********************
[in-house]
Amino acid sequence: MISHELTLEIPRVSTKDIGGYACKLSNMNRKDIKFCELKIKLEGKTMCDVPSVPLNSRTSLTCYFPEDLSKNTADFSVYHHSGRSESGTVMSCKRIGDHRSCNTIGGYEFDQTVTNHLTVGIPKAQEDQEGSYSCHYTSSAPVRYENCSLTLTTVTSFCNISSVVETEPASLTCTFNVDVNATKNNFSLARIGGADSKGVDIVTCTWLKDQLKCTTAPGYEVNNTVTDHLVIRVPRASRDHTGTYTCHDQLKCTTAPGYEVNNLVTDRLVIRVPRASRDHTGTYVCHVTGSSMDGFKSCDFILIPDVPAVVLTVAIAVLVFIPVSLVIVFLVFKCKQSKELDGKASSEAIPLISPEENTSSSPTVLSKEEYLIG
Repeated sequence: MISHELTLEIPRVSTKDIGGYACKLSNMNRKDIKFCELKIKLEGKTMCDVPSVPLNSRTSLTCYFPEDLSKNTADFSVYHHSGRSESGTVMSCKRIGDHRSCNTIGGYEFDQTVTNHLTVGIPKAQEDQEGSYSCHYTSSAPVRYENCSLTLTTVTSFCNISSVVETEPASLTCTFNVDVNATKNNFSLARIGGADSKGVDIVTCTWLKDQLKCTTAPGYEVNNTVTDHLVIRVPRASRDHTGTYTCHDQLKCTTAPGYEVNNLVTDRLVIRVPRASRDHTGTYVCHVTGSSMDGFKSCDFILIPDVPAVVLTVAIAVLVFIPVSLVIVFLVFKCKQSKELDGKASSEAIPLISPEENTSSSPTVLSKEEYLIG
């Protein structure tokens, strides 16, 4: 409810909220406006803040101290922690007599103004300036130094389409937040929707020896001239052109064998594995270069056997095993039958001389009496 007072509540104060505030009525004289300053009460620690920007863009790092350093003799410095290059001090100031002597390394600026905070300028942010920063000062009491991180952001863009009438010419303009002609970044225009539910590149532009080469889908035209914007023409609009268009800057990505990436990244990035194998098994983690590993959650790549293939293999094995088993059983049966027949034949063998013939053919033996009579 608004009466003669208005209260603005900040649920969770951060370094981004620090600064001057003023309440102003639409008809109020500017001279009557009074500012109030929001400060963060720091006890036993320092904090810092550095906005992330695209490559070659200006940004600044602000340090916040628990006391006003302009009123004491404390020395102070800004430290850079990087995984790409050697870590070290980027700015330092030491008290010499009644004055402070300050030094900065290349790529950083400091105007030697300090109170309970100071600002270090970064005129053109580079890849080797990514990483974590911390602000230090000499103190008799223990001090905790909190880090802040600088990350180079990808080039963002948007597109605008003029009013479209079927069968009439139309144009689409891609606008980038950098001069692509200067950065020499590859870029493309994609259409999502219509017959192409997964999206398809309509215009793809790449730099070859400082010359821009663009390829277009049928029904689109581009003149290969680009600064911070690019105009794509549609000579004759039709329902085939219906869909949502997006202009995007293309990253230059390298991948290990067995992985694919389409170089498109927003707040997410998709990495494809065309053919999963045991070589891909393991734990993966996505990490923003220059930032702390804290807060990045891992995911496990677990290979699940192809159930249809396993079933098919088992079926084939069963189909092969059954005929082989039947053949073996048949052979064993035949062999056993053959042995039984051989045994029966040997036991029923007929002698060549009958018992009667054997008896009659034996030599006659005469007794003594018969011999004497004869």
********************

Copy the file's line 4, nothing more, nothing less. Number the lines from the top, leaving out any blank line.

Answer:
């Protein structure tokens, strides 16, 4: 409810909220406006803040101290922690007599103004300036130094389409937040929707020896001239052109064998594995270069056997095993039958001389009496 007072509540104060505030009525004289300053009460620690920007863009790092350093003799410095290059001090100031002597390394600026905070300028942010920063000062009491991180952001863009009438010419303009002609970044225009539910590149532009080469889908035209914007023409609009268009800057990505990436990244990035194998098994983690590993959650790549293939293999094995088993059983049966027949034949063998013939053919033996009579 608004009466003669208005209260603005900040649920969770951060370094981004620090600064001057003023309440102003639409008809109020500017001279009557009074500012109030929001400060963060720091006890036993320092904090810092550095906005992330695209490559070659200006940004600044602000340090916040628990006391006003302009009123004491404390020395102070800004430290850079990087995984790409050697870590070290980027700015330092030491008290010499009644004055402070300050030094900065290349790529950083400091105007030697300090109170309970100071600002270090970064005129053109580079890849080797990514990483974590911390602000230090000499103190008799223990001090905790909190880090802040600088990350180079990808080039963002948007597109605008003029009013479209079927069968009439139309144009689409891609606008980038950098001069692509200067950065020499590859870029493309994609259409999502219509017959192409997964999206398809309509215009793809790449730099070859400082010359821009663009390829277009049928029904689109581009003149290969680009600064911070690019105009794509549609000579004759039709329902085939219906869909949502997006202009995007293309990253230059390298991948290990067995992985694919389409170089498109927003707040997410998709990495494809065309053919999963045991070589891909393991734990993966996505990490923003220059930032702390804290807060990045891992995911496990677990290979699940192809159930249809396993079933098919088992079926084939069963189909092969059954005929082989039947053949073996048949052979064993035949062999056993053959042995039984051989045994029966040997036991029923007929002698060549009958018992009667054997008896009659034996030599006659005469007794003594018969011999004497004869």